Yesterday, I had the opportunity to host a Swiss couple on a short tour in the Shomron – Yves Nidegger, a member of the Swiss Parliament, and his wife. The two were here in Israel on vacation, and not as part of an official delegation this time. I am glad that the word about seeing the Shomron is starting to get out and that more people are asking to take a look around. It seems a bit ironic that the issues here are so central to the international discourse about Israel, but that in fact so few people have seen it for themselves.
The buzzwords are all over the media and on the signs at anti-Israel protests on university campuses: “Occupation,” “West Bank,” “settlers,” “Palestinians,” “roadblocks” and so on. From what they hear on the news and read online, most people might have the impression that this is at least a war zone, and that all the local Jews and Arabs do all day is throw rocks and shoot each other. But foreign guests who do take the initiative to come see for themselves discover something else.
Just yesterday, our guests saw a vibrant student population at the Ariel University very serious about their academic studies, but at the same time enjoying a clean and friendly atmosphere. Most students in Ariel bus in daily because the campus’s dorms only have 2000 beds, enough for a very small part of the student body, which is now reaching 14,000. The school is set to turn Ariel into an Israeli version of a Princeton-type university town. New dormitories and neighborhoods under construction will house a major part of of the student body and faculty who are currently commuting from around the country.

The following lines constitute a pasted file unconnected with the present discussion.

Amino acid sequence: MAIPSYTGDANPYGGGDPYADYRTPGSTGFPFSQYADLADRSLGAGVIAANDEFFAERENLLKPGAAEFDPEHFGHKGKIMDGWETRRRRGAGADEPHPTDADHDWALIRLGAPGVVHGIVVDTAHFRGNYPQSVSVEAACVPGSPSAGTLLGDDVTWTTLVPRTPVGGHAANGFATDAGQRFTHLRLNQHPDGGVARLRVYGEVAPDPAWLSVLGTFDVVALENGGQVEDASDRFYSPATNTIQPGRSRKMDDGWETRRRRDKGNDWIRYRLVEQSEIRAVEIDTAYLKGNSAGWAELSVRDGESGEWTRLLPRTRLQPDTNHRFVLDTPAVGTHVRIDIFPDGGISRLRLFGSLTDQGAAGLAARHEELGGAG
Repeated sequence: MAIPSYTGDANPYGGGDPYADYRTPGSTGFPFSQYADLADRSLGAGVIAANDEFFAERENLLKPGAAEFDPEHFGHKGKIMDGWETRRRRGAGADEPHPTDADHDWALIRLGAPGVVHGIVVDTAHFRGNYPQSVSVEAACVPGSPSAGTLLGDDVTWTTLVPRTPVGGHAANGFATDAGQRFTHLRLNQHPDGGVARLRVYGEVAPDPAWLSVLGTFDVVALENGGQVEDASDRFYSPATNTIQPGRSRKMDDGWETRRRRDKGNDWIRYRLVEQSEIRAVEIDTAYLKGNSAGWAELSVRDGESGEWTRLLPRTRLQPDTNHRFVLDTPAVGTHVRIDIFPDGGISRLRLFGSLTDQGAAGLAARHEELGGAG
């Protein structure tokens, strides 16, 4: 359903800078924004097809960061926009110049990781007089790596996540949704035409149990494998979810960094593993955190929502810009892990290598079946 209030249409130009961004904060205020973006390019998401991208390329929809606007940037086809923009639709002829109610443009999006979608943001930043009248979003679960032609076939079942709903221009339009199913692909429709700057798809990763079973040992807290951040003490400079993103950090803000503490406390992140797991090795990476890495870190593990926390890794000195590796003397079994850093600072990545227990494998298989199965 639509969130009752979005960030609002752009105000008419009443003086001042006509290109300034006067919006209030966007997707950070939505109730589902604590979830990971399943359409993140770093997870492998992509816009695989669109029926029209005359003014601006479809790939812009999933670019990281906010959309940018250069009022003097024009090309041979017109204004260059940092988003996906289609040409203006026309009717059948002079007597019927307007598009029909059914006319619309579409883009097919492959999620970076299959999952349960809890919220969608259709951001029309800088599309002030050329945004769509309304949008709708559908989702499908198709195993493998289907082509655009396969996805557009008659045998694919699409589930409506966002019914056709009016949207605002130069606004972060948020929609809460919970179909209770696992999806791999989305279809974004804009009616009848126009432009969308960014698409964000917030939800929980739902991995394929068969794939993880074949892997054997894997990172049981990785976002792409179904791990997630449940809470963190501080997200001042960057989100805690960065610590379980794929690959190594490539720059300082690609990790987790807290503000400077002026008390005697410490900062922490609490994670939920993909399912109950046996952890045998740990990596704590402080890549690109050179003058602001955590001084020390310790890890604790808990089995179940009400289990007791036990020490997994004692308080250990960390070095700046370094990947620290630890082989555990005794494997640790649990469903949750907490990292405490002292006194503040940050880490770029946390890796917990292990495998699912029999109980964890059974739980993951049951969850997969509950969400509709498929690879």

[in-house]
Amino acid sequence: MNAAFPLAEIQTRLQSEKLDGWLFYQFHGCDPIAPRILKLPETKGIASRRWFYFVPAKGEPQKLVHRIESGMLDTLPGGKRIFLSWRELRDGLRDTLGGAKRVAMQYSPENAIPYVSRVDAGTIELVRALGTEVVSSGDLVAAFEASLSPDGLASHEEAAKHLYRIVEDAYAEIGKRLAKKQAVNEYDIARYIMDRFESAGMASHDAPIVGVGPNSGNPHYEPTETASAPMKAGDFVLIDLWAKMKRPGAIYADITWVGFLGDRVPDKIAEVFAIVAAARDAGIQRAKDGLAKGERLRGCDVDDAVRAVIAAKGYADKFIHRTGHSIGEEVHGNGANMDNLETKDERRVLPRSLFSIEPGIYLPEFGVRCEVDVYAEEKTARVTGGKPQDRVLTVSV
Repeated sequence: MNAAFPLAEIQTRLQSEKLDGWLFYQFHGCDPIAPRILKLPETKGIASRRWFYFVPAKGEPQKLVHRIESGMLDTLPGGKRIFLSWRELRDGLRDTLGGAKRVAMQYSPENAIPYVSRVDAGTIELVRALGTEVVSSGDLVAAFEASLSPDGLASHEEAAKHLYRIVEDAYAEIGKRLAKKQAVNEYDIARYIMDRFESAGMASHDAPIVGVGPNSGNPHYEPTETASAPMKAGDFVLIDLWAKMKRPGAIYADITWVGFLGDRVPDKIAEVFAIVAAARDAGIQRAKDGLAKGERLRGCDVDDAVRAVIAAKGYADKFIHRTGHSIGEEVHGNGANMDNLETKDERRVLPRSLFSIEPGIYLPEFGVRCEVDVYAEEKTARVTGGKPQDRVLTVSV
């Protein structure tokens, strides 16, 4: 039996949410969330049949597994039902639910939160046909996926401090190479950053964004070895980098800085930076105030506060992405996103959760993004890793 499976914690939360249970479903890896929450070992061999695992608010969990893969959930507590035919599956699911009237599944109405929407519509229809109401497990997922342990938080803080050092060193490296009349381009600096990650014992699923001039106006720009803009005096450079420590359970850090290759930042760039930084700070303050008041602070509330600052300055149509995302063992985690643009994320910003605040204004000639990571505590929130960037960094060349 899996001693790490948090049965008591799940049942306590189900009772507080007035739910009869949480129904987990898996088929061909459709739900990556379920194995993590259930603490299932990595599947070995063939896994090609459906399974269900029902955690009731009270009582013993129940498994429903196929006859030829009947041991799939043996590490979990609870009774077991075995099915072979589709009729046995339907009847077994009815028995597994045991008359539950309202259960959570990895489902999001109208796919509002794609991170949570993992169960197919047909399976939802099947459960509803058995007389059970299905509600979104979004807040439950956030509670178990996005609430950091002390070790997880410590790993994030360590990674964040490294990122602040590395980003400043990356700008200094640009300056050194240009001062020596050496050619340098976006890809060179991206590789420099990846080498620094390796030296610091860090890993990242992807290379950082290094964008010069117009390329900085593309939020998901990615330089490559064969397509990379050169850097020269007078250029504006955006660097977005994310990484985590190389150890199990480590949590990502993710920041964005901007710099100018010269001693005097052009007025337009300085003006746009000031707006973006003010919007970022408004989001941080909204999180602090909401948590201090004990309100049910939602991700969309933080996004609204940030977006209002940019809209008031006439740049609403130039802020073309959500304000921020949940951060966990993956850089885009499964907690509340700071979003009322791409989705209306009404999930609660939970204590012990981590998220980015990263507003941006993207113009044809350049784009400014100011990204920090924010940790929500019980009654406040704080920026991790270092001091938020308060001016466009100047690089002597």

A visit to the Tura Winery in Rechelim provides another opportunity to learn more about the people who live here and what motivates them to set down roots and turn the barren hilltops of the Samaria into beautiful and productive wine farms. Tura is one of 18 (and counting) boutique wineries the have opened along Route 60 running north from Jerusalem to Elon Moreh over the past 10 years. It is a truly amazing story of
young people who have expressed their love for Israel by investing everything that they had and could borrow into planting vines and learning to make wines. Their success has grown beyond the imaginations of those pioneers. Now, these same wineries are winning international competitions for their fine wines. It is unheard of that wine makers so new to their field could be reaching top notch results in such a short time. But here in Shomron, it is a fact, and my guests yesterday got to not only see with their own eyes, but also taste the evidence.
Person to person diplomacy has an amazing effect too. When people get past the physical and psychological barriers that have been keeping them away from Shomron, they are surprised to meet others on this side who have families, businesses and schools just like those elsewhere. People here have dreams that they strive to turn into reality and in many cases, they are succeeding at doing just that.